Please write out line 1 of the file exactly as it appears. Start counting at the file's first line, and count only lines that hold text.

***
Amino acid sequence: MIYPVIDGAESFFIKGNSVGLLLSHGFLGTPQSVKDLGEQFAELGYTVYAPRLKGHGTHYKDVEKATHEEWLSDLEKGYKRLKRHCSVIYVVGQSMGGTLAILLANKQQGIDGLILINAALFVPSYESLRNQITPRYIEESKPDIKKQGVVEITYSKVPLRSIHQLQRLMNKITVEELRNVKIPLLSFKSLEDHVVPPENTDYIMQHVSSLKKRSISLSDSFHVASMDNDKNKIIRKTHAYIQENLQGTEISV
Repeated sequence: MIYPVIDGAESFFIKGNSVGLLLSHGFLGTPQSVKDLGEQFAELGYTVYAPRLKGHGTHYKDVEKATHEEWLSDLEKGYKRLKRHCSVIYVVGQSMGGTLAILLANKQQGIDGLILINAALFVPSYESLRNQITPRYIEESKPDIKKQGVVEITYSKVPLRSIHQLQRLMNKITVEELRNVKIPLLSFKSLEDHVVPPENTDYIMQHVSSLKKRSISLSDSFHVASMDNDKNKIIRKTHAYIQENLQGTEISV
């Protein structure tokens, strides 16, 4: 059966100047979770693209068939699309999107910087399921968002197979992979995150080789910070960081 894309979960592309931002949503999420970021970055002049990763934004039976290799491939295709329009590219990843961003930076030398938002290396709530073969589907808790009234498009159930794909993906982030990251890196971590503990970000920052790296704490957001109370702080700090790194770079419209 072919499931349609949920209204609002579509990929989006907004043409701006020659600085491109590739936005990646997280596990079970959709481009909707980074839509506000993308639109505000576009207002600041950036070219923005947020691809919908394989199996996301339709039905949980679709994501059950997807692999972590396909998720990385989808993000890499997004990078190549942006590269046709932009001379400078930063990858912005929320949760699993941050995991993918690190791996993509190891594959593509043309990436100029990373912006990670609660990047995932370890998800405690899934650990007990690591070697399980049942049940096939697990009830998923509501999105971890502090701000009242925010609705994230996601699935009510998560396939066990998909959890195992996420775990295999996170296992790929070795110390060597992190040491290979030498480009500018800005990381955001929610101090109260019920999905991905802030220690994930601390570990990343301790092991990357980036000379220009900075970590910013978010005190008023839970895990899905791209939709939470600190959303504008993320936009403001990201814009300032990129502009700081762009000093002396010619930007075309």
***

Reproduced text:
Amino acid sequence: MIYPVIDGAESFFIKGNSVGLLLSHGFLGTPQSVKDLGEQFAELGYTVYAPRLKGHGTHYKDVEKATHEEWLSDLEKGYKRLKRHCSVIYVVGQSMGGTLAILLANKQQGIDGLILINAALFVPSYESLRNQITPRYIEESKPDIKKQGVVEITYSKVPLRSIHQLQRLMNKITVEELRNVKIPLLSFKSLEDHVVPPENTDYIMQHVSSLKKRSISLSDSFHVASMDNDKNKIIRKTHAYIQENLQGTEISV